Forum 2015: Special Screenings
The Forum completes its programme with a series of special screenings dedicated to historical films and re-discoveries as well as new films that grapple with cinema and film history.
The 1973 gangster film Joe Bullet was South African producer Tonie van der Merwe’s attempt to conquer a new market. Inspired in equal measure by the black pop culture of the time and the American Blaxploitation genre, Louis de Witt’s action-packed film about a manipulated cup final was one of the first to be shot with an all-black cast. Joe Bullet offered its audiences a vision of life that did not correspond to the reality of most black South Africans under Apartheid. Although the film was not overtly political, it was swiftly banned and not screened for an extended period of time. Now this unique work has been restored and can be shown once again.
Until the end of the Apartheid era, state funding was granted to numerous so-called B-Scheme films, which were shot by mainly white producers for black audiences. Umbango (The Feud, 1986), directed by Tonie van der Merwe, is one of the few Westerns still in existence from this period, a typical Wild West story about the battle between good and evil. With the exception of one solitary gringo (who is shot dead at the very beginning), this hugely entertaining film was also shot with an entirely black cast. Director and producer Tonie van der Merwe will be our guest in Berlin for the screening of his films.
Japanese director Kon Ichikawa (1915–2008) made more than 80 films over the course of his lengthy career, the last of which in 2006 at the age of 90. He never achieved widespread popularity outside Japan, mainly due to the fact that his cinematic oeuvre was pretty much impossible to categorise. Personal projects alternated with contract work of all different genres, with Ichikawa himself dividing his films into “light” and “dark”. What makes him truly unique is the ironic view he takes of Japanese post-war society. Tormented characters are frequently at the heart of his films and are increasingly driven to take extreme action. The Forum is showing recently restored prints of three of Kon Ichikawa’s films from the late 50s to the early 60s. Enjo (Conflagration, 1958), which is based on a novel by Yukio Mishima, tells of how a novice at a Kyoto monastery despairs at the priests’ double standards. Ototo (Her Brother, 1960) makes sophisticated use of colour to give dramatic shape to this portrait of a young woman at risk of being crushed by her dysfunctional family. Commonly regarded as a classic, Yukinojo henge (An Actor’s Revenge, 1963) is a revenge drama set in the Kabuki milieu in which Ichikawa plays around with illusion and reality, weaving them together into a delirious widescreen work full of vivid colours.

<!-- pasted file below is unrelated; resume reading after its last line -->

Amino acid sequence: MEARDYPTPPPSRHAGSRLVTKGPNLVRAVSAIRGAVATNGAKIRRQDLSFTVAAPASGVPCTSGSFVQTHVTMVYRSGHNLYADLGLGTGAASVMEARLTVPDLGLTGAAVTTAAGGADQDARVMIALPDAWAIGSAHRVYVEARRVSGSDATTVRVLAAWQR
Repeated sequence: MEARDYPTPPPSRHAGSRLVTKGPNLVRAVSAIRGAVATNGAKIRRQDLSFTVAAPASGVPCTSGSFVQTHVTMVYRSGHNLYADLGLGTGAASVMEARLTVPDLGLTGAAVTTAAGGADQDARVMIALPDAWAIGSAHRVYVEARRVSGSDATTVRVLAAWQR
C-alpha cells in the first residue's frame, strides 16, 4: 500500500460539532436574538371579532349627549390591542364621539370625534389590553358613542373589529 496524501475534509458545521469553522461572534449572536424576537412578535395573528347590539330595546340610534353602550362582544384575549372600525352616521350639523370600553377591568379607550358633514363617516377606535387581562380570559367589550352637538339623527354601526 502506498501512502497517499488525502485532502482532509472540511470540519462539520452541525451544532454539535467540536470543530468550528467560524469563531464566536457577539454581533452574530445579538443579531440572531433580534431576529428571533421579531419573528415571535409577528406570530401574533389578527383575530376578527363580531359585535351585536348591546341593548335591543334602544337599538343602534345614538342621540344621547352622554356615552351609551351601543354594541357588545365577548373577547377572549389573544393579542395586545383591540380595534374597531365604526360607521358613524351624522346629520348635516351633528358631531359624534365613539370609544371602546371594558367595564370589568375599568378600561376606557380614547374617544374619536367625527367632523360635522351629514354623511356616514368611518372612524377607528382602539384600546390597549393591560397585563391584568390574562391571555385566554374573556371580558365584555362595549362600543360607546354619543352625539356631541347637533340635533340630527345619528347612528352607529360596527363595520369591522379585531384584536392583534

1940s and 1950s film noir is considered the most American of genres. What is less well known however, is that the same phenomenon took hold in neighbouring Mexico as far back as the early 40s. Alejandro Galindo’s Cuatro contra el mundo (Four Against the World) is regarded as the prototype for Mexican film noir and can now be discovered in a newly restored version. The film tells the story of group of gangsters forced to hide out in the attic flat of the girlfriend of one of their number following a hijack on a money transporter that ends violently. The burgeoning liaison between the femme fatale and the most cold-hearted and unapproachable of the crooks ultimately breaks with film noir convention and moves towards the realm of the melodrama.